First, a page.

The 2015 Florida Medical Examiner’s Report maintains an annual record of drugs involved in death, including ethanol (alcohol), amphetamines, benzodiazepines, inhalants, hallucinogens, opioids, and “other” (cocaine, ketamine, synthetic cannabinoids, and synthetic cathinones). The report found that, compared to the first half of 2014, all drug-related deaths increased 13.9 percent; 2,548 people died with one or more prescription drug in their system, and of those, 1,155 individuals were found to have a prescription drug overdose as the cause of their death. These drugs continue to be a greater cause of overdose death than illicit drugs in Florida in general.
The five most frequently found drugs were:
However, opioid drugs including heroin, fentanyl, methadone, and morphine, as well as cocaine, were found to cause death in half of the cases where the drugs were found in the deceased’s body. Occurrence of heroin in overdose deaths increased 107.9 percent from 2014, and fentanyl occurrences increased 97.5 percent. Deaths caused by fentanyl increased 105 percent.
Escambia County is part of the FME’s District 1, which covers all the northwestern Panhandle. The FME’s primary area in District 1 is, of course, Pensacola, which is the largest city in the area. In District 1, drugs involved in deaths included the following:
The Marchman Act, or the Florida Substance Abuse Impairment Act, governs both voluntary and involuntary commitment to treatment programs to overcome addiction. The law covers placing an individual in a treatment program as part of their incarceration or in a hospital if a law enforcement officer believes their behavior puts the individual and/or others at risk. While there is debate about the efficacy of this law in Florida, the underlying intent is to get people struggling with dangerous, addictive drugs the treatment they need to overcome substance abuse.
Although adolescents and young adults are abusing substances less than middle-aged and older adults, thanks to prevention efforts and education programs, residents in Pensacola still need access to addiction treatment. The Florida Association of Recovery Residences (FARR) and the Florida Department of Children and Families (DCF) maintain high standards for recovery programs, requiring specific safety and efficacy standards to be met before a rehabilitation program can be certified. The organizations compile a list of certified recovery programs, which can be found on the DCF website.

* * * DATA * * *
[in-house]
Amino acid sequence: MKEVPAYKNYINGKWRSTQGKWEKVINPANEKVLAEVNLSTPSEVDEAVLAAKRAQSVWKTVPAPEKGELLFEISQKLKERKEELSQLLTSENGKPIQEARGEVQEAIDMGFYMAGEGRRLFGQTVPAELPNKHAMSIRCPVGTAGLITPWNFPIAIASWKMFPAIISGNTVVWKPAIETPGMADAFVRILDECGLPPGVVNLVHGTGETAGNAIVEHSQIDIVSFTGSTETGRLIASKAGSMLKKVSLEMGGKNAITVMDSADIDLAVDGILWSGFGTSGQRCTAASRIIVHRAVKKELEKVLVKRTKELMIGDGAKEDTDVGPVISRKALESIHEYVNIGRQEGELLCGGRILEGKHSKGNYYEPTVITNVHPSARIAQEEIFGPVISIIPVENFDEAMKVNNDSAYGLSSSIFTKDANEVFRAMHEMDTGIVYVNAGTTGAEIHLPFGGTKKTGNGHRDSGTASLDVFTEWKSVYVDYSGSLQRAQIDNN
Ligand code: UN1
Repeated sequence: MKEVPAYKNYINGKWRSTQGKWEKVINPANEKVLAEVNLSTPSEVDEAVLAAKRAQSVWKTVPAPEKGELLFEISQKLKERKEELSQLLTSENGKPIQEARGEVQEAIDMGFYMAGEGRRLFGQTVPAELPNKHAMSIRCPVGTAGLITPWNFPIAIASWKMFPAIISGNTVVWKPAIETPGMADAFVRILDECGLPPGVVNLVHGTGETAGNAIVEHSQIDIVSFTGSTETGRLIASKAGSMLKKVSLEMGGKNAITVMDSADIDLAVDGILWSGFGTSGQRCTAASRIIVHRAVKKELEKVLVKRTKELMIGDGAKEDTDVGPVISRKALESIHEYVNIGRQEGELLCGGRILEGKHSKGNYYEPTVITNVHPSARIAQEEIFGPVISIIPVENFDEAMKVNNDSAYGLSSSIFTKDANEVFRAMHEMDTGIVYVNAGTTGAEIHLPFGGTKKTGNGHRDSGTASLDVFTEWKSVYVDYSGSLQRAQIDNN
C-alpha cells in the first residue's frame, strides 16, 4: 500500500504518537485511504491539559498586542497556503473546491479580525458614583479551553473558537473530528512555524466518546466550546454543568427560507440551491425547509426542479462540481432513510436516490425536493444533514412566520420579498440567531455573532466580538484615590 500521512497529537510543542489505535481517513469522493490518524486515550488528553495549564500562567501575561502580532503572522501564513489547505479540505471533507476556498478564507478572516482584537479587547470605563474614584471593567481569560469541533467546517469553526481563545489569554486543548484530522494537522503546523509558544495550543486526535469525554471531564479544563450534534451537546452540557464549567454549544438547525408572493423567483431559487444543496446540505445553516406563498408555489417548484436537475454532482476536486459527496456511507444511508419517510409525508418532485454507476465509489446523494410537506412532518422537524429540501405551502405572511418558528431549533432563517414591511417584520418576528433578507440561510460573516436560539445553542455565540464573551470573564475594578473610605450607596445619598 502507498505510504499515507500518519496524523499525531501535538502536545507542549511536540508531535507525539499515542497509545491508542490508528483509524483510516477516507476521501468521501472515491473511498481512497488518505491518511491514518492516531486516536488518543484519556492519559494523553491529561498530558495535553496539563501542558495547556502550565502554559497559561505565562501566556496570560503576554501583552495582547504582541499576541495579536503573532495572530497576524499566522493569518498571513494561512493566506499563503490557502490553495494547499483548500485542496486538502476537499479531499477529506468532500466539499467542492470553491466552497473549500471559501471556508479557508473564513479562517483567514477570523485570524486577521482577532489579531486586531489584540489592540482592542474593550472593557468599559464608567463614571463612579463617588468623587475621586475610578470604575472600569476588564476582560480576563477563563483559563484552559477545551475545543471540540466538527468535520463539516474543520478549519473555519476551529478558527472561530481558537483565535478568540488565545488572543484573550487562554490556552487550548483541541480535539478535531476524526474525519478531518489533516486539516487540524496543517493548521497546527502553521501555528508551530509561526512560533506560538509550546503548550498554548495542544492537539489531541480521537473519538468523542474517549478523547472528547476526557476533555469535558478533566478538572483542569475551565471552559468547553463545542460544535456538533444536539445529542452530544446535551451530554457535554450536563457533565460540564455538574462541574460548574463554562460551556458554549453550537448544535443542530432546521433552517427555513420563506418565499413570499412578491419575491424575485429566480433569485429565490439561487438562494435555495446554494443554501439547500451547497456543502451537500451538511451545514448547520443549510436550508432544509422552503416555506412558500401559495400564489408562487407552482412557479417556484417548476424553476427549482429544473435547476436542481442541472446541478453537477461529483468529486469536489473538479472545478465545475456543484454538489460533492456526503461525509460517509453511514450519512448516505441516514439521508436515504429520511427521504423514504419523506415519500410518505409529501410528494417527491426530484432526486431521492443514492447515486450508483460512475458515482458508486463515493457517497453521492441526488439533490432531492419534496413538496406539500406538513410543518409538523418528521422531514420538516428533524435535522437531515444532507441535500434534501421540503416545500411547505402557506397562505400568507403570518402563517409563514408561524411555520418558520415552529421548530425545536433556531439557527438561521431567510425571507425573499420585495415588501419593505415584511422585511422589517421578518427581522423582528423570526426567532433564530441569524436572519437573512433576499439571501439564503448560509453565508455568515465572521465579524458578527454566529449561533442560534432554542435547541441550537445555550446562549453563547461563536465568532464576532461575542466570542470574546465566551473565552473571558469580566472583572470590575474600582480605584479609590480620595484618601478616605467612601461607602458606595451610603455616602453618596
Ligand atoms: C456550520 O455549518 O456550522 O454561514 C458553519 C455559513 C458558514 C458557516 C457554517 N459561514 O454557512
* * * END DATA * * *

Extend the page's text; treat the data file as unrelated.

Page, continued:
The University of West Florida endeavors to maintain student safety and health by promising a drug-free campus. For students attending this Pensacola-based school, the Student Health Center offers referrals to counseling and rehabilitation programs to help students overcome addiction. Employees of the school who may struggle with substance abuse problems can get help through the university’s Employee Assistance Program (EAP).
The Substance Abuse and Mental Health Services Administration (SAMHSA) provides an online treatment finder that can narrow down options for detox and rehabilitation based on area. The government organization also offers a hotline to call if a person is in crisis and needs help finding services immediately.
Psychology Today keeps lengthy, up-to-date lists of behavioral treatment providersbased on location. For Pensacola, drug and alcohol treatment can be narrowed down by detox, rehabilitation, inpatient, outpatient, length of stay, and many other factors.
With several navy families in Pensacola, the Office of Veterans Affairs (VA) can help residents of Escambia County manage their veterans’ benefits if they belonged to the military. The VA offers several mental and behavioral health programs, which cover substance abuse and addiction treatment.
The Florida Alcohol and Drug Abuse Association (FADAA) keeps resources on their website to help those who worry about substance abuse signs in their loved ones or who are seeking help overcoming substance abuse.